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What is a Special Revenue Fund?

Special Revenue Fund

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Special Revenue Fund

A Special Revenue Fund is a type of governmental fund used in governmental accounting to account for specific revenue sources that are restricted or committed for a particular purpose other than capital projects or debt service. Unlike the General Fund, which accounts for general operations not covered by other funds, the Special Revenue Fund ensures that certain revenues are used only for the specific purposes set by law, regulation, or administrative action.

Characteristics and Uses of a Special Revenue Fund:

  • Specific Revenue Sources: These funds are derived from specific taxes, grants, or other types of revenue. Examples might include gas taxes designated for road maintenance or federal grants intended for specific educational programs.
  • Restricted Use: Money in a Special Revenue Fund can only be used for the purpose for which the fund was established. For instance, if a city collects a special tax to maintain parks, the revenues from that tax would be placed in a Special Revenue Fund and could only be used for park-related expenses.
  • Expenditure Limits: The expenditures from these funds should relate directly to the fund’s purpose. Using the previous example, the park maintenance fund might be used to pay for landscaping, playground equipment, or park ranger salaries.
  • Periodic Review: Special Revenue Funds should be reviewed regularly to ensure that revenues and expenditures are aligned with the fund’s designated purpose. If a revenue source for a specific fund disappears or diminishes, the fund may need to be reevaluated or dissolved.
  • Non-capital and Non-debt Service: While Special Revenue Funds are for specific purposes, they shouldn’t be confused with Capital Projects Funds (used for significant capital projects like building a new city hall) or Debt Service Funds (used to account for the accumulation of resources for and the payment of long-term debt principal, interest, and related costs).

Example of a Special Revenue Fund

Let’s delve into a detailed example involving a Special Revenue Fund.

Scenario: Library Support Tax

Setting the Scene:

A small town named “Booksville” is renowned for its rich literary heritage and has a significant community of avid readers. However, the town’s library, which is a valuable resource for residents, is facing budget constraints. To ensure the library’s continued operation and development, the town’s council proposes a special library support tax on local businesses benefiting from the literary tourism in the town.

Creation of the Special Revenue Fund:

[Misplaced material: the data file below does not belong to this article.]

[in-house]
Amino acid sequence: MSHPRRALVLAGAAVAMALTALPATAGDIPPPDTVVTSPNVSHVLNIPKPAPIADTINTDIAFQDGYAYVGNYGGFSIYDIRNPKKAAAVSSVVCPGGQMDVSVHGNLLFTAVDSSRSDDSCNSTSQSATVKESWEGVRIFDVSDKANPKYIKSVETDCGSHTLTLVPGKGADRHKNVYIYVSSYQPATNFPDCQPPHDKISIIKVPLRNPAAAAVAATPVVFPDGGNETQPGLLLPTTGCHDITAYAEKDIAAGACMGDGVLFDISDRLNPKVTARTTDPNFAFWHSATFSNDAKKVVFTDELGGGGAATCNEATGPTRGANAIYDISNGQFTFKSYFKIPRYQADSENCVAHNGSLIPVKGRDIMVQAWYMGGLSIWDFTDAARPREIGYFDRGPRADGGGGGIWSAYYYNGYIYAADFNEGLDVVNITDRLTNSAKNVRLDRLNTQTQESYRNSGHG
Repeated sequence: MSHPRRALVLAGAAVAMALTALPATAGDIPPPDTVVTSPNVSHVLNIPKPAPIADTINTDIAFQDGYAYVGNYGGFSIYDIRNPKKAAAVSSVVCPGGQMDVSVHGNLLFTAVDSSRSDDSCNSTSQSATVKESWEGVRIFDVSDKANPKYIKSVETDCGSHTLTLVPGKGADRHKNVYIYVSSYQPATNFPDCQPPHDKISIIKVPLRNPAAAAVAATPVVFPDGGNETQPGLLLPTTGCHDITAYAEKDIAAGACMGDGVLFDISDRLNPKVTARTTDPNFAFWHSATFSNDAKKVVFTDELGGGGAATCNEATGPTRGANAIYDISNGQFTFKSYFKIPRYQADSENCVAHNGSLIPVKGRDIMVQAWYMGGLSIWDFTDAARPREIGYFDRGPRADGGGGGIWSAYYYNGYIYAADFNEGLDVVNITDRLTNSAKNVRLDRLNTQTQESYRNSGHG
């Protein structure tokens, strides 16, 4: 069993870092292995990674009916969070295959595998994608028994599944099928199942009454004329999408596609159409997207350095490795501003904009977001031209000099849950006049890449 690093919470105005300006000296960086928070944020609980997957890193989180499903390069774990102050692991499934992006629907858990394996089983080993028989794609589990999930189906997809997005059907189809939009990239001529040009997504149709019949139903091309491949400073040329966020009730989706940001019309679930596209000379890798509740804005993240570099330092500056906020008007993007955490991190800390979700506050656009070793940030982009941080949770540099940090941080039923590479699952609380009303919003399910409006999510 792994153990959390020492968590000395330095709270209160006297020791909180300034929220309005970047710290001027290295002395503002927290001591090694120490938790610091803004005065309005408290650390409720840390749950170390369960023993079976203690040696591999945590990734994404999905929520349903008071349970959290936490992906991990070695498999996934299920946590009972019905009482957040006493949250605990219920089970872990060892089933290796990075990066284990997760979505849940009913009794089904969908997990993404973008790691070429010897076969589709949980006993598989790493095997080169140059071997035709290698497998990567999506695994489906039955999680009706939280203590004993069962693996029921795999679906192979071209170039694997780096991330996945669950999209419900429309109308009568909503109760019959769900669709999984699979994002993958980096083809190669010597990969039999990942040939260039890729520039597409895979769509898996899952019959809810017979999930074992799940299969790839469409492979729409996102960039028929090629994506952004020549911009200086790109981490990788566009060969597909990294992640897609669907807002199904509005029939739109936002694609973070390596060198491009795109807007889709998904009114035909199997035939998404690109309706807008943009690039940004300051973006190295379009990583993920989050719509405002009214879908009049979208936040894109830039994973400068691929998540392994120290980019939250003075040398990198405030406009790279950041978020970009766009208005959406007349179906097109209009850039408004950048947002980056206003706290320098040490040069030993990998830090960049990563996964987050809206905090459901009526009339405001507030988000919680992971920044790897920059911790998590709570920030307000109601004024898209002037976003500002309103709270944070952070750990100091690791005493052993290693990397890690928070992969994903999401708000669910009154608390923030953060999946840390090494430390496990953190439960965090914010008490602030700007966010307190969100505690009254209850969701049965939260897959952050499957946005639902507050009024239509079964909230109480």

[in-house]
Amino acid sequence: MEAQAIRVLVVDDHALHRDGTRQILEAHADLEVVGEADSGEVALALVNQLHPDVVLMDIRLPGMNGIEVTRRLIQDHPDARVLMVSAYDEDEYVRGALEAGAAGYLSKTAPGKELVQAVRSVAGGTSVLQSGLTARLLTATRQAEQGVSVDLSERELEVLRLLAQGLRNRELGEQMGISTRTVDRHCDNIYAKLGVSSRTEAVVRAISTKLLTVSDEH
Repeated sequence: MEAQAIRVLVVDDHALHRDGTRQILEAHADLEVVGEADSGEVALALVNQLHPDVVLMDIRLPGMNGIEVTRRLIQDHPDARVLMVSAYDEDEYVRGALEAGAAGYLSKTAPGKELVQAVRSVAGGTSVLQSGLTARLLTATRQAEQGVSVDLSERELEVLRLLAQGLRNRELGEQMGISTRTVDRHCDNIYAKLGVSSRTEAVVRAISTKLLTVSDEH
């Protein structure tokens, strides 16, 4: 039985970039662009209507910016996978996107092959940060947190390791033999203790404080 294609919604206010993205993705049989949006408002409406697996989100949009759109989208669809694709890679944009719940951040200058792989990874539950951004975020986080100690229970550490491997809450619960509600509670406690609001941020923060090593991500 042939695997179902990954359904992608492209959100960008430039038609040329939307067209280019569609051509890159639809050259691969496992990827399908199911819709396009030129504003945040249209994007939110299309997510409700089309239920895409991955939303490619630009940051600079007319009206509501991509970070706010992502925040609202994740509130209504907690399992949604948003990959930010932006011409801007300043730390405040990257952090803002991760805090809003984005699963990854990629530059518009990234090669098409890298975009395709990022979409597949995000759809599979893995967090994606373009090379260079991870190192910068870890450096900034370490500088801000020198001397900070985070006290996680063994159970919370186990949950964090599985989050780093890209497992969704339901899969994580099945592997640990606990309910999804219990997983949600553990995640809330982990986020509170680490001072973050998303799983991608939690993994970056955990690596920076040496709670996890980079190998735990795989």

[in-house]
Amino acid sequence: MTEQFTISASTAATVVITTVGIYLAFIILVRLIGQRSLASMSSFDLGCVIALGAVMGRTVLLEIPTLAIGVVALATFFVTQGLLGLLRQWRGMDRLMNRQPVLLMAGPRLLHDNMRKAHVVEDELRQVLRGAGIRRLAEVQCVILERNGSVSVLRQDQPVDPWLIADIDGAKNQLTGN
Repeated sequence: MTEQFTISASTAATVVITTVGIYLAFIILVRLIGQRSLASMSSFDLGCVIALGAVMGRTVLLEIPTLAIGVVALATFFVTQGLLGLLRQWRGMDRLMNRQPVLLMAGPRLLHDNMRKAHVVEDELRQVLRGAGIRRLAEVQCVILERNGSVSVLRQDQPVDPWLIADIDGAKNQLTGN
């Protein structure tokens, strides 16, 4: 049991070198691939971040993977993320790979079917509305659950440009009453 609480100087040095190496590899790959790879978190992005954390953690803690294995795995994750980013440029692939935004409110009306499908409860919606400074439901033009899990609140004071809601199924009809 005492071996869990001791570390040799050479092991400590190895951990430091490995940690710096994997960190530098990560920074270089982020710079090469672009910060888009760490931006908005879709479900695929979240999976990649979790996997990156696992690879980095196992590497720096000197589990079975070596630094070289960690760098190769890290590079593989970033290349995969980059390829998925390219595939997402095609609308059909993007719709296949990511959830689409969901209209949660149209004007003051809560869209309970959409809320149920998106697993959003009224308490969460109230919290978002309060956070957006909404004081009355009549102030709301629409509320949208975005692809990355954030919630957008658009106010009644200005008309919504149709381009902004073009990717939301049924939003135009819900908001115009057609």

• Proposal & Approval: The town council proposes a 1% tax on the revenues of businesses that benefit from literary tourism, such as bookstores, themed cafes, and souvenir shops. After public consultations and a majority vote, the tax is approved.
  • Establishing the Fund: The “Booksville Library Support Fund” is established as a Special Revenue Fund to account for the proceeds from the new tax.

Operation of the Special Revenue Fund:

  • Collection: Throughout the year, the town collects the 1% tax from the specified businesses and deposits all proceeds into the Booksville Library Support Fund.
  • Usage Restrictions: The funds can only be used for library-related expenses. This might include:
    • Purchasing new books, e-books, or audio books.
    • Upgrading library infrastructure, such as computer systems or reading spaces.
    • Organizing library events, workshops, or reading clubs.
    • Maintenance and utility costs of the library building.
  • Annual Review: At the end of the fiscal year, the town council reviews the Special Revenue Fund. They assess:
    • The total amount collected.
    • How the funds were spent.
    • The impact of the improvements or programs on library usage and community satisfaction.
  • Transparency & Reporting: A detailed report is shared with the public, showcasing the fund’s revenue and expenditures. This ensures that Booksville’s residents can see how the money was utilized and the benefits derived from the special tax.
  • Excess Funds: At year-end, any excess funds not used remain within the Special Revenue Fund. They are earmarked for future library projects and cannot be diverted to other town expenses.

Outcome:

Thanks to the Booksville Library Support Fund, the town’s library sees significant improvements in its collection and infrastructure. The community benefits from enhanced library services, and the town’s literary heritage continues to flourish. The transparent use of funds also builds trust among residents, knowing that the specific tax they approved directly benefits a cause they value.

This example showcases how a Special Revenue Fund provides a transparent, accountable mechanism to ensure that specific revenues are used for their intended purpose.

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